Bannock bread has become popular for Beltane rituals. It's easy to prepare and so versatile that it has been a camper's favorite for generations. As a fire festival associated with fertility, Beltane is celebrated outdoors by Pagans of different paths. This makes bannock bread a perfect treat to make over the campfire with a group of friends and family.

The recipe for the bread is believed to have originated in Scotland and traveled to North America with fur traders and adapted by Native Americans for their famous fry bread. It contains no yeast, and eggs are optional. This is one reason it's so popular in wilderness cooking.

There are numerous variations to the recipe. It can be made plain or sweet, with herbs or fruit. Different flours and oats can be used. A basic recipe consists of the following.

Serving Size

Serves: Approximately 14 depending on size.

Ingredients

  • 4 cups flour
  • 4 teaspoons baking powder
  • 1 teaspoon salt
  • 1/2 to 1 tablespoon sugar (optional)
  • 4 tablespoons oil or butter
  • 1 -1/2 to 2 cups water
Cast your vote for Bannock Bread

May Day Celebrations

Instructions

  1. Mix the dry ingredients. The sugar is optional and should be left out if you are serving this with a dinner meal like chili or stew. Add the oil, then the water until you have bread dough consistency.
  2. Roll the dough onto a floured surface and knead 10-20 times. In the meantime, start heating oil in a skillet on medium heat. Use enough oil to liberally cover the pan. Break the dough into tennis ball size pieces and flatten to between 1/4 to 1/2 inch thick. You will need to experiment with this especially if you are cooking over a campfire. If the dough is too thin, it will burn. If it's too thick, it will be doughy inside.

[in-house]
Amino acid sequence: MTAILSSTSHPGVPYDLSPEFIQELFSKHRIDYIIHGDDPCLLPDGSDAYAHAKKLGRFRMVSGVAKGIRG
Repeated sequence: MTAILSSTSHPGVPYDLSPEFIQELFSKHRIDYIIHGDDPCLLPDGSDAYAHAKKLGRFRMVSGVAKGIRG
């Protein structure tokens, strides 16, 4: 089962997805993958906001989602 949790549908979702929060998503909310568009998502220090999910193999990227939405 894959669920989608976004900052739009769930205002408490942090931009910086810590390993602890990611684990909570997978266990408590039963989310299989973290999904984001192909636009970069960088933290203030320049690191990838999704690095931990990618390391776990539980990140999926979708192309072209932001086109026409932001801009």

3. Place the dough pieces in the pan and fry on one side approximately 2-3 minutes until golden brown. Flip and do the same for the other side. These cook quickly, so watch carefully. Place on paper towel to drain excess oil, then serve hot.
  4. The picture above is from a halved batch of this recipe and made seven bannocks. I added honey instead of sugar and sprinkled cinnamon sugar on them for a breakfast treat. Some recipes call for keeping the dough in one piece and frying it in the pan that way. The beauty of this dish is that it isn't a science, and you can be creative.
  5. Bannock bread can be made into buns and quick pizza crusts. Milk can be used instead of water. You could add herbs like rosemary or basil with cheese and serve with Italian food. Add dried fruits like raisins and drizzle with maple syrup or honey for a sweet treat. This quick bread is an excellent way to celebrate the bounty of the earth at Beltane or any of the Sabbats.
Beltane: Springtime Rituals, Lore, & Celebration
Beltane: Springtime Rituals, Lore, & Celebration

In this installment of Llewellyn's Pagan holiday series, Raven Grimassi gives the background and shares current traditions for this special time.

 

Sources Consulted

Alwynn and Brinley Rees. Celtic Heritage: Ancient Tradition in Ireland and Wales. Thames and Hudson, 1961.

Janet and Stewart Farrar. A Witches' Bible: The Complete Witches' Handbook. Phoenix Publishing, Inc., 1981.

Munn, Richard. Bannock 101. 2006. April 2009.

Happy Beltane! Comments welcome.